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Bullock defends veto of oil-gas impact fund

Eastern Montana officials unhappy
2013-05-09T17:37:00Z Bullock defends veto of oil-gas impact fundBy MIKE DENNISON IR State Bureau Helena Independent Record
May 09, 2013 5:37 pm  • 

Local officials in eastern Montana’s oil-boom cities and counties aren’t happy over Gov. Steve Bullock’s veto this week of a bill creating a $35 million fund for infrastructure projects in these areas.

“It surprised all of us out here,” Sidney Mayor Bret Smelser said Thursday. “All we’re asking for is a little bit of help — and we were promised a little bit of help.”

But Bullock said he had to make difficult decisions to keep a sizable  needed cushion in the state budget — and House Bill 218 was one of the casualties.

“When the Legislature leaves town spending more than they brought in, to the tune of $22 million, and leaving an insufficient rainy-day fund — unfortunately, I had to finish the job that they didn’t,” he said.

Bullock, a Democrat, noted that several other bills he signed include millions of dollars for water, sewer and other projects in counties and cities impacted by oil-and-gas development.

Also, he said Republican legislative leaders rejected a proposal to use bonds to finance these projects, instead insisting on cash from the state treasury. Bullock said he supported the bonding proposal.

“Even though we had record low interest rates (to finance bonds), they wouldn’t take it,” he said.

HB218, sponsored by Rep. Duane Ankney, R-Colstrip, was one of 27 bills that Bullock vetoed on Monday.

It passed the House last month on a 93-6 vote and the Senate 48-2. A mail poll of legislators will be conducted on whether they want to override Bullock’s veto. At least two-thirds of each body is needed to override the veto.

The bill creates a $35 million, two-year fund to pay for water, sewer, roads, bridges and other infrastructure projects in areas impacted by oil-and-gas development along the Montana-North Dakota border. Thousands of workers and their families have poured into the area to work in the oil fields.

The state Department of Commerce would decide which projects would receive grants from the fund.

Smelser said Sidney alone has identified $55 million worth of needed infrastructure projects, including a $13 million expansion of its sewage system, to handle the increased population from oil-and-gas development.

“If this veto doesn’t get overridden, we’re going to have to take some pretty drastic measures out here to see what we can do,” he said. “We’ve already tripled our water and sewage rates, and doubled our water and sewer hook-up fees. …

“I would urge Republicans and Democrats (in the Legislature) to look at this thing again.”

Bullock pointed to three other bills he signed that help finance some water and sewer projects in the oil-and-gas impacted areas, as well as other parts of the state.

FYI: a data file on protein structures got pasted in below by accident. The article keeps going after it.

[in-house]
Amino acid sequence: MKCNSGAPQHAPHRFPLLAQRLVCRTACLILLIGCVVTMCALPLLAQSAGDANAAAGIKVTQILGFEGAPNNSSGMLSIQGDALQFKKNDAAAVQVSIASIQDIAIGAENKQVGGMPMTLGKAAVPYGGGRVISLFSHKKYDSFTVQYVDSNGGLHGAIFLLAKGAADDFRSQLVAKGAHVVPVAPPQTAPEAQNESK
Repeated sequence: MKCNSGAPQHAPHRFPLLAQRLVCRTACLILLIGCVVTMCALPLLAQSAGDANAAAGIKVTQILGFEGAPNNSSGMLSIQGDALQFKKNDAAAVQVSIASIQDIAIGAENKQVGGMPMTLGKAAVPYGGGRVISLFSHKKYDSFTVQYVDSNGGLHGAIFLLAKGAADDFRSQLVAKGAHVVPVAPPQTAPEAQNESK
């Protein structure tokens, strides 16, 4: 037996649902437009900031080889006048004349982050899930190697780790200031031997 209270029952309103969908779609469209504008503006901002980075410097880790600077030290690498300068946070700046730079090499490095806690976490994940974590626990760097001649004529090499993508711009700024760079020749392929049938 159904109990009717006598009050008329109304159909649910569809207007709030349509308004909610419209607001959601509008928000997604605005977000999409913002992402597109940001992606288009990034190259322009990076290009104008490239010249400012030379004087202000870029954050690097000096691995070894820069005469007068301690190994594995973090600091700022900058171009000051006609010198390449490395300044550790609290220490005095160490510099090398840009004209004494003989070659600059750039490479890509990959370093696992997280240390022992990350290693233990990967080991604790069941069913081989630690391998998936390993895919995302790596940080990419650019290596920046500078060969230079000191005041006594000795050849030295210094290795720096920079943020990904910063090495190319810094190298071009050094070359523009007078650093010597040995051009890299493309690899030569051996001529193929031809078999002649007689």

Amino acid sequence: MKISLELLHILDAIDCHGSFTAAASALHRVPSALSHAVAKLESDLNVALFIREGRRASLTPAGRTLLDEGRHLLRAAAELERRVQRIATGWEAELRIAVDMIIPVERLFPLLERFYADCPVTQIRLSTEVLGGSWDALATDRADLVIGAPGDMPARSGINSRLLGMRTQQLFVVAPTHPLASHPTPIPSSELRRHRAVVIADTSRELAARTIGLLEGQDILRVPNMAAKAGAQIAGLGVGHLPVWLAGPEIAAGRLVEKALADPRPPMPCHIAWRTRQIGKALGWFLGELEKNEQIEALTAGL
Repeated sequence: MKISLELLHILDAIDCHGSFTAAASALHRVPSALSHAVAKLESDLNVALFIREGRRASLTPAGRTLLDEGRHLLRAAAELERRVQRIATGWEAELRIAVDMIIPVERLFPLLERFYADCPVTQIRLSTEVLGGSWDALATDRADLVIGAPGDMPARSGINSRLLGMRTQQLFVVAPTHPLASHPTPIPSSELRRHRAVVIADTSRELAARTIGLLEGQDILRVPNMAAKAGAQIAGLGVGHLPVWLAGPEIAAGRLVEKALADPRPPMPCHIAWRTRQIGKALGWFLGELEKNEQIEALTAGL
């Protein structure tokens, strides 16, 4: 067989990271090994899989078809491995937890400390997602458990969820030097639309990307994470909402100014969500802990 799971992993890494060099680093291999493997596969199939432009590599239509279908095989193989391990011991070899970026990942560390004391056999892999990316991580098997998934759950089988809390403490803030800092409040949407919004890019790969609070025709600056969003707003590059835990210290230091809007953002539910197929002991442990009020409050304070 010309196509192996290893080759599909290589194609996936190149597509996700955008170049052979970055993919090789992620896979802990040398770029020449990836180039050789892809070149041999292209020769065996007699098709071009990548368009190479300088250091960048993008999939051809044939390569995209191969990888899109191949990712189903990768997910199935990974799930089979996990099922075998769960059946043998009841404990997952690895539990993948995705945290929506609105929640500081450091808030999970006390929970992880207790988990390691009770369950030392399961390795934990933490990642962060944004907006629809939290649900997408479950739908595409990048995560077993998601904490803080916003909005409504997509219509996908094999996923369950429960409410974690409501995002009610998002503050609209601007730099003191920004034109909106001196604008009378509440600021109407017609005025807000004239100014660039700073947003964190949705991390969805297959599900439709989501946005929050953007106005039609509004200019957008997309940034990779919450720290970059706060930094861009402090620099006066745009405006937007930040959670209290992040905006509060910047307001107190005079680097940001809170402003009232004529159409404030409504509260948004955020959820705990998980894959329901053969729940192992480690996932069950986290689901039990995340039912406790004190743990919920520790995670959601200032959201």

The Treasure State Endowment Program funds $15 million worth of projects in oil-and-gas-producing counties, and another bill contains $17 million to complete two major rural water projects in north-central and northeastern Montana. A school-funding bill also contains several million dollars for districts impacted by oil-and-gas development.

Smelser said the rural water projects don’t really help the hardest-hit towns. Only a few of the TSEP grants go to cities and counties near the North Dakota border.

Bullock said his administration worked with a bipartisan group of legislators on a proposal that had identified the greatest needs and would have used a combination of cash and bonds to fund the projects. That proposal was rejected by Republicans at the Legislature, he said.

“That doesn’t mean we won’t continue to invest in oil-and-gas counties,” he said. “I’m hopeful that the same legislators who wouldn’t look at an overall infrastructure program, will do so next time.”

Copyright 2015 Helena Independent Record. All rights reserved. This material may not be published, broadcast, rewritten or redistributed.

(3) Comments

  1. steeline
    Report Abuse
    steeline - May 31, 2013 7:32 pm
    Why not partener up with the oil giants and have them poney up some money to help their workers live in a decient safe and sanitary fashion in the eastern towns. Sorta like an impact fee. Oil people can afford it. They charge the rest of us plenty for oil products. It is only fair.
  2. steeline
    Report Abuse
    steeline - May 16, 2013 7:53 am
    I wonder why the Legislature spends all that time to write and pass bills only to have them vetoed by the Gov. It seems to me that a more up front bipartisan approach would give the Legislature more time to work on other issues that need to be addressed. It seems like every other year we get the same circus in town. Seems to me that there needs to be some changes in how we think about our elected officials. We need people who are leaders on both sides. It is all about the PEOPLE not some politician.
  3. Reader14
    Report Abuse
    Reader14 - May 13, 2013 6:55 am
    Interesting that Bullock doesn't mind sucking the oil and gas money out of the eastern part of the State, but then won't put back into those communities.

    Anyone who has actually had to deal with the mess being created by the oil and gas development would see the immediate and dire need to invest in roads, sewer, water, conservation, etc.

    Just another case of take, take, take from the environment and not doing it responsibly.

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